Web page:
WASHINGTON (AFP) — A pawn in a game of international chess, Jason Rezaian, the Tehran correspondent for The Washington Post, spent 544 days in an Iranian prison.
As Rezaian languished behind bars in Evin Prison, the high-stakes match was being played over the future of Iran’s nuclear program.
“I was treated as an Iranian but when it came time to make a trade, I was traded as an American,” Rezaian, the son of an Iranian-born father and an American mother, told AFP in an interview. “It is a hypocritical way, but a very Iranian way of doing business.”
Rezaian, 42, who was born and raised in California, recounts his 18-month ordeal in a memoir, “Prisoner,” which came out at the end of January.
Rezaian and his wife, Yeganah, were arrested on July 22, 2014 after he returned from Vienna, where he had covered a negotiating session between Iran and the P5+1 — the five permanent members of the UN Security Council plus Germany.
After years of economic sanctions, the talks had officially resumed following the June 2013 election of moderate Hassan Rouhani to the Iranian presidency.
The two sides were working towards an agreement governing Iran’s nuclear program, which Tehran insisted was for civilian purposes but Western intelligence agencies suspected had military goals.
Rezaian, who had worked for the Post for two years and was well acquainted with the restrictions on foreign reporters in Iran, was accused by the Iranian authorities of being the station chief for the Central Intelligence Agency (CIA) in Tehran.
His Iranian interrogators were particularly suspicious about a quixotic Kickstarter campaign he launched to bring avocados — a fruit that is not found in Iran — to the Islamic Republic.
“To take a Kickstarter project on an avocado farm, such a silly thing, and turn this into proof that you are the CIA station chief in Tehran is ridiculous,” Rezaian said.
He soon came to realize that his “value” and that of his Iranian-born wife was linked to the delicate negotiations over the future of Iran’s nuclear program.
“Very early on, they would say ‘just a journalist has no value for us’ — they kept talking about value, value,” Rezaian said.
“Iran has been famous for taking hostages, and using those hostages for trade for many years,” he added in a reference to the 1979 seizure of American diplomats in Tehran, a move which led to the rupture in relations between the two countries.
‘Very complex situation’
Rezaian and his wife also found themselves caught up in the middle of a power struggle among the leadership of the Islamic Republic over the nuclear deal and the country’s relations with the West.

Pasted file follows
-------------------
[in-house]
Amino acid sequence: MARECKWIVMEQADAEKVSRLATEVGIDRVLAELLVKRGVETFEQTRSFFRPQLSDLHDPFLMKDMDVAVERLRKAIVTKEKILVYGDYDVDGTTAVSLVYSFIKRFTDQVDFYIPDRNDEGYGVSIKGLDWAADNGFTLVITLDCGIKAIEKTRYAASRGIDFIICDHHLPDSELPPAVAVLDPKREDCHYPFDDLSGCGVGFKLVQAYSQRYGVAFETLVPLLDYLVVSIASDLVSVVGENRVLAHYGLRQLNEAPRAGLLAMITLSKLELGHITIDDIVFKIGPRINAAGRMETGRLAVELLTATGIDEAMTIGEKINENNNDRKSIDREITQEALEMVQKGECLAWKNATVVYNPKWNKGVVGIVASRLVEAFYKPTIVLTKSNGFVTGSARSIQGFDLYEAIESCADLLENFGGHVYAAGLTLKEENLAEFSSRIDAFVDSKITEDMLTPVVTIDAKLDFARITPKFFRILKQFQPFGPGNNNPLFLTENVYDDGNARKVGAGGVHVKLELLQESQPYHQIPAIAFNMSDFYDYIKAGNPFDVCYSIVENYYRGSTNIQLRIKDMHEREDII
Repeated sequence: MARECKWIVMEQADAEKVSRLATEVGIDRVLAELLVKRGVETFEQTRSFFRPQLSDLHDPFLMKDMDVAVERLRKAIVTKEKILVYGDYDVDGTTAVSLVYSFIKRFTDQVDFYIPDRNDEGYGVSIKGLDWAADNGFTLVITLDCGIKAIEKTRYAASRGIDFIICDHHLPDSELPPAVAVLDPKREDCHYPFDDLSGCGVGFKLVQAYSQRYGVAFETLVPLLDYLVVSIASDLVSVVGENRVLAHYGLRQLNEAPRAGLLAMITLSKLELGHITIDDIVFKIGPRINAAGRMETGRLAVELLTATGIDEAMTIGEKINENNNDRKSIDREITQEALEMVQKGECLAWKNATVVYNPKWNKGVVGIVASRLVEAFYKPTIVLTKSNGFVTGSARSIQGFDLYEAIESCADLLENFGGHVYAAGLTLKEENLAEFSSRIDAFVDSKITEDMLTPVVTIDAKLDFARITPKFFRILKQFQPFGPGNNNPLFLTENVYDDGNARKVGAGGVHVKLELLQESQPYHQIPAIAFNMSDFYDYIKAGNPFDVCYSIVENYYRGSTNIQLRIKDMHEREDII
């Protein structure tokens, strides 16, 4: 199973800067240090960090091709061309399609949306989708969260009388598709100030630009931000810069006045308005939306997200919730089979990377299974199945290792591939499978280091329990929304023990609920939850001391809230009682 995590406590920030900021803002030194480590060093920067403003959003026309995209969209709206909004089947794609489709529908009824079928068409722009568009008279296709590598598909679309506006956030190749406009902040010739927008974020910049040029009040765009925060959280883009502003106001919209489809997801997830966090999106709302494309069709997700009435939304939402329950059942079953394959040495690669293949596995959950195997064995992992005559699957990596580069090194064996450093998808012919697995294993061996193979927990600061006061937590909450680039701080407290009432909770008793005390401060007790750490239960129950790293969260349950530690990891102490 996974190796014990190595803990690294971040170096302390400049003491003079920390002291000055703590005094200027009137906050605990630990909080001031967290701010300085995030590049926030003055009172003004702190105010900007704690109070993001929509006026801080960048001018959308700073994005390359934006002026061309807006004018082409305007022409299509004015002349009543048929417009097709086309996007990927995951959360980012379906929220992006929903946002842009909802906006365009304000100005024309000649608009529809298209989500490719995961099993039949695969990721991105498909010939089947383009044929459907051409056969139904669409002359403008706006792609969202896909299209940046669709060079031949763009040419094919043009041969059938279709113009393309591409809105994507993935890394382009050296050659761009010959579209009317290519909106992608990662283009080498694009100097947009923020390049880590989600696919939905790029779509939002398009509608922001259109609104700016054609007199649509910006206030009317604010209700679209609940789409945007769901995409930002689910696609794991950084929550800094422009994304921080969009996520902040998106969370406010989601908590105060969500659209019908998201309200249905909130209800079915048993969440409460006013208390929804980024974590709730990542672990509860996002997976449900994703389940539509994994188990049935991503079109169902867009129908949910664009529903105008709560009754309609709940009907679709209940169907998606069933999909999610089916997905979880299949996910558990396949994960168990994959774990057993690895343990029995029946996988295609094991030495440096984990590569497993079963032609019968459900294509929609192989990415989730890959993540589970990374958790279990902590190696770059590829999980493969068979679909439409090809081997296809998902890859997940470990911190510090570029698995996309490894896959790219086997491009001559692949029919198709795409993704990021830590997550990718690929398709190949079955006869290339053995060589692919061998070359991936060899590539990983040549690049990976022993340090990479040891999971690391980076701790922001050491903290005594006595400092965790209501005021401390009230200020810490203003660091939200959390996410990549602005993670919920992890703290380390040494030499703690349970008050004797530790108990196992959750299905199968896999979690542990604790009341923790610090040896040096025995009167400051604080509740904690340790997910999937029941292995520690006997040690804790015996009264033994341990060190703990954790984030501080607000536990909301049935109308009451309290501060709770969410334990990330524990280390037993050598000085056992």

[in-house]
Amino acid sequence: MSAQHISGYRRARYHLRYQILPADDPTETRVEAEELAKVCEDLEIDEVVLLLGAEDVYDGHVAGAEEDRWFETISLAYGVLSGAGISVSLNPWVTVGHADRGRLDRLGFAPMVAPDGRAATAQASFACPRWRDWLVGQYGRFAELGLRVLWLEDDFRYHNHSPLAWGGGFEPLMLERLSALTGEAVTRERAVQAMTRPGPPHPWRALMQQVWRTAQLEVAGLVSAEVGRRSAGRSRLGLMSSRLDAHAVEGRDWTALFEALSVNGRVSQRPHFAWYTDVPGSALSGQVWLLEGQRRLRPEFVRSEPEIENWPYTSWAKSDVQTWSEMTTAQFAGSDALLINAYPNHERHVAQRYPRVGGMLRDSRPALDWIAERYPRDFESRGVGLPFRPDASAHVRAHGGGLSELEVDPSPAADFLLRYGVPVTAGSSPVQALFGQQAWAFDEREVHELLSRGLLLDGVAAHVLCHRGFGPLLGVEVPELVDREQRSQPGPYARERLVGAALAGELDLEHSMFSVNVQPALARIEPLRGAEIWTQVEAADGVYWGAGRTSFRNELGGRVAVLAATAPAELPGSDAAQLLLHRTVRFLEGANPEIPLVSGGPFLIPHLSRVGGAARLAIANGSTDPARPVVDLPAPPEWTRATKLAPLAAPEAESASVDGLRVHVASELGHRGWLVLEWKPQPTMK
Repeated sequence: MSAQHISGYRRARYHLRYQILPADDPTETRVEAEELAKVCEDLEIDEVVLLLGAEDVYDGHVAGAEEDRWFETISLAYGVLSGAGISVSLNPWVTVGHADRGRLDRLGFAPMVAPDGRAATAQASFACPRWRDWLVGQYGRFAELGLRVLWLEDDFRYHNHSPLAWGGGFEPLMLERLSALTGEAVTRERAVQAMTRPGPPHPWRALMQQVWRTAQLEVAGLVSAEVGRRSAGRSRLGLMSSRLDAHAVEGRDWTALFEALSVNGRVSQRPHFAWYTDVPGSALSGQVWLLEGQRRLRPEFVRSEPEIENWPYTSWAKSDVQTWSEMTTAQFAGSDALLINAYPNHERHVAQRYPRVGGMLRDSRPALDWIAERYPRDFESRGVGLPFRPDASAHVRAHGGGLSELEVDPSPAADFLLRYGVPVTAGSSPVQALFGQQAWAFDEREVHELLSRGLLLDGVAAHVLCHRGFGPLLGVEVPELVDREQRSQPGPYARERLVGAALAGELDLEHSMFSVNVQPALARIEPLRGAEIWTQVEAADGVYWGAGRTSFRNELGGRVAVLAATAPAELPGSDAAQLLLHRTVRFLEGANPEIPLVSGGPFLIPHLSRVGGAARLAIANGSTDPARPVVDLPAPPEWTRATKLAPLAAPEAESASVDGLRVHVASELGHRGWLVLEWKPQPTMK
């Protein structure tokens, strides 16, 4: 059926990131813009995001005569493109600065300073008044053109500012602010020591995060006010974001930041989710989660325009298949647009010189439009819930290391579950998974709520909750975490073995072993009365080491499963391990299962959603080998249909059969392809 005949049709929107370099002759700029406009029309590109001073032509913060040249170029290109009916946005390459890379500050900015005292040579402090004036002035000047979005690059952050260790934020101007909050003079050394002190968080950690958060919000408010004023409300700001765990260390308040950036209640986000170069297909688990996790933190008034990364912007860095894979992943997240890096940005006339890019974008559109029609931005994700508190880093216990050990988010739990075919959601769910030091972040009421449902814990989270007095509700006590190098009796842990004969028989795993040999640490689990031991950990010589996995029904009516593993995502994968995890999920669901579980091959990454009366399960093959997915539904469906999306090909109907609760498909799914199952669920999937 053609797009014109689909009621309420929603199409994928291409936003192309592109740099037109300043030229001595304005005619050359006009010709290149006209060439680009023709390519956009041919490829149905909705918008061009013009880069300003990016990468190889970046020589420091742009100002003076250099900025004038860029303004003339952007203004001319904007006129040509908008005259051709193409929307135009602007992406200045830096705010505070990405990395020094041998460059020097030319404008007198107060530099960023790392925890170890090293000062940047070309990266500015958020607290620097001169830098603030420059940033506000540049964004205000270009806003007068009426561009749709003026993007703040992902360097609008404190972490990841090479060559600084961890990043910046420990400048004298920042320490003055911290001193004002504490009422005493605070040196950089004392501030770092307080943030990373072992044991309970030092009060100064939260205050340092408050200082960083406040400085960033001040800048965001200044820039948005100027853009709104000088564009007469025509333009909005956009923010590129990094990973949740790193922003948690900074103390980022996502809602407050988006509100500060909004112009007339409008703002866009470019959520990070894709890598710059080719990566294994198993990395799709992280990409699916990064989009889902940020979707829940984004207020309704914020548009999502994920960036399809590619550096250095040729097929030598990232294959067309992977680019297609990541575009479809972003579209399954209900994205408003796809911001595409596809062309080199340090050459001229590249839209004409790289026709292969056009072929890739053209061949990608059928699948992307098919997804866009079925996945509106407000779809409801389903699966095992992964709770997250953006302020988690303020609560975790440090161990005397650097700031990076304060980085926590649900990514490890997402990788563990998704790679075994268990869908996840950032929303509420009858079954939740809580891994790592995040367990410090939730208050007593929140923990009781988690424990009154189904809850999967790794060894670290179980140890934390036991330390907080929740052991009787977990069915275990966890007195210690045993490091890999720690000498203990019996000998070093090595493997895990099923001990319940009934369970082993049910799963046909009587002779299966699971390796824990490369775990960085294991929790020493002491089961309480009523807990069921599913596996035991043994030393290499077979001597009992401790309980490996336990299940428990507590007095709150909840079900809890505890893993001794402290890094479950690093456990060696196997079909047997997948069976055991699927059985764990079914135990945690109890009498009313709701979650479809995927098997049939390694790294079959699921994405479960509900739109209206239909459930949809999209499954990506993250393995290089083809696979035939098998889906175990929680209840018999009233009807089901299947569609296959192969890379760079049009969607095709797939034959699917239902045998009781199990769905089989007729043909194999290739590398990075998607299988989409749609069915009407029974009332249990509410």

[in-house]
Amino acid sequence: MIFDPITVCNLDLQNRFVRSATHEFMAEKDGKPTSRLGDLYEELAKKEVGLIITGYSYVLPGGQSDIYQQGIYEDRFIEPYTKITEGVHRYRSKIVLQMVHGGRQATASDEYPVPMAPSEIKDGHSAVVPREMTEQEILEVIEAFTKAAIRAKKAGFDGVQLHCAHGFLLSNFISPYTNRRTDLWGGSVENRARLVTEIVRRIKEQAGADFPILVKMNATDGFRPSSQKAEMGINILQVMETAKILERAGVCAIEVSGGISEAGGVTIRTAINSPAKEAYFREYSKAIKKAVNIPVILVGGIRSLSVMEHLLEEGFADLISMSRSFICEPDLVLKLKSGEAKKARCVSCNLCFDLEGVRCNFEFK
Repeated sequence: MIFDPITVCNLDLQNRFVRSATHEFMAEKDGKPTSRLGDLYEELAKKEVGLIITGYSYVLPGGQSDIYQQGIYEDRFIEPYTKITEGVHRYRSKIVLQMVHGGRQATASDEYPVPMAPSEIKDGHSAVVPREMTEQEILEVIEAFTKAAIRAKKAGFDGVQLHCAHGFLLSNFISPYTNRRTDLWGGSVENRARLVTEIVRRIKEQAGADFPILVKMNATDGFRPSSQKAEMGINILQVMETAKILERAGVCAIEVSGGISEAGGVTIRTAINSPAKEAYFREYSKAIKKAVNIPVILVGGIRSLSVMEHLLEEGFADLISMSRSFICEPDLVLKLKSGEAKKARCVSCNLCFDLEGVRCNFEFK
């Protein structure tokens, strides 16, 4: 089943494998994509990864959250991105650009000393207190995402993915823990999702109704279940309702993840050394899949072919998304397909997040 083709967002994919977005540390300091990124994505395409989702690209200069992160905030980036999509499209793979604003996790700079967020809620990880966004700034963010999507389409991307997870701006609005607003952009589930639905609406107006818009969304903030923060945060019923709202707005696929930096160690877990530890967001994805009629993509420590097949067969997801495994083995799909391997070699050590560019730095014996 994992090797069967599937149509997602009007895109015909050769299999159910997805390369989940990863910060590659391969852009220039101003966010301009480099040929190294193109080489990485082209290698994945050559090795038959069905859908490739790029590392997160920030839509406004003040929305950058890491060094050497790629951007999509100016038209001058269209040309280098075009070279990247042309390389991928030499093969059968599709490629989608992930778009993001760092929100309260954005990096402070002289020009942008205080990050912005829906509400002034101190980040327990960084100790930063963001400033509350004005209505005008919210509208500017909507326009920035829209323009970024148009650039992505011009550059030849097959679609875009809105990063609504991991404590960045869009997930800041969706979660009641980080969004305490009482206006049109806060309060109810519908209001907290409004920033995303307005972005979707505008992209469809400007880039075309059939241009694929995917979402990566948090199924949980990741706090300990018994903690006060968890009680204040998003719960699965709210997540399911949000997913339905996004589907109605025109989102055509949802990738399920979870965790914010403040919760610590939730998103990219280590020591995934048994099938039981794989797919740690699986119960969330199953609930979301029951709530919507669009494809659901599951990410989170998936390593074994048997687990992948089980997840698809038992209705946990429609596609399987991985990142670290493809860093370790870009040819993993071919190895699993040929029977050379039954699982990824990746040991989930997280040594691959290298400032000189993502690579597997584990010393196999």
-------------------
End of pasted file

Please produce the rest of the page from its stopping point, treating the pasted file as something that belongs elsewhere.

“The (faction) that didn’t want relationships (with the West) was responsible for my arrest and they were doing everything they could to undermine the negotiations between the Rouhani administration and (P5+1),” he said.
“It was a very complex situation as — at the same time — Rouhani’s folks that were negotiating understood that they could use me as leverage as well,” the journalist said.
During his 18 months in Evin Prison, in northern Tehran, Rezaian was interrogated, threatened with dismemberment and told he could receive life in prison or even the death sentence.
He was told he would be freed if he pleaded guilty to espionage. Put on trial behind closed doors in 2015, Rezaian pleaded not guilty.
Rezaian said his prison conditions improved somewhat as the months dragged on. His wife was released after 72 days and he was allowed visits by his mother.
The Washington Post, his brother, Ali, and press freedom groups launched a campaign seeking his release.
“I realized that it needed to be as loud as possible because at that point it became a political issue and it was my only chance,” Rezaian said. “For innocent people who are captured and used as leverage, it’s imperative to keep their name out there.”
Rezaian was released along with three other Americans on January 16, 2016 — the day the nuclear agreement signed in Vienna on July 14, 2015 went into force.
“My fate was tied up with how the deal was going to be implemented,” he said.
Rezaian said his first months back home were difficult.
“We will never return to the life we had and it took me many months to understand it,” he said. “In the first months I thought I was like, broken.
“I could not sleep at night,” he said, and was “very paranoid.”
Since his release, Rezaian has campaigned for the release of other foreigners or dual nationals held by Iran such as Nazanin Zaghari-Ratcliffe, a British-Iranian who has been detained since April 2016, and Iranian-Americans Baquer and Siamak Namazi.
Rezaian’s advice to other members of the press working in Iran is to be “very careful.”
“Take all the necessary precautions,” he said. “Because unfortunately, the likelihood is that it will happen again to somebody else.”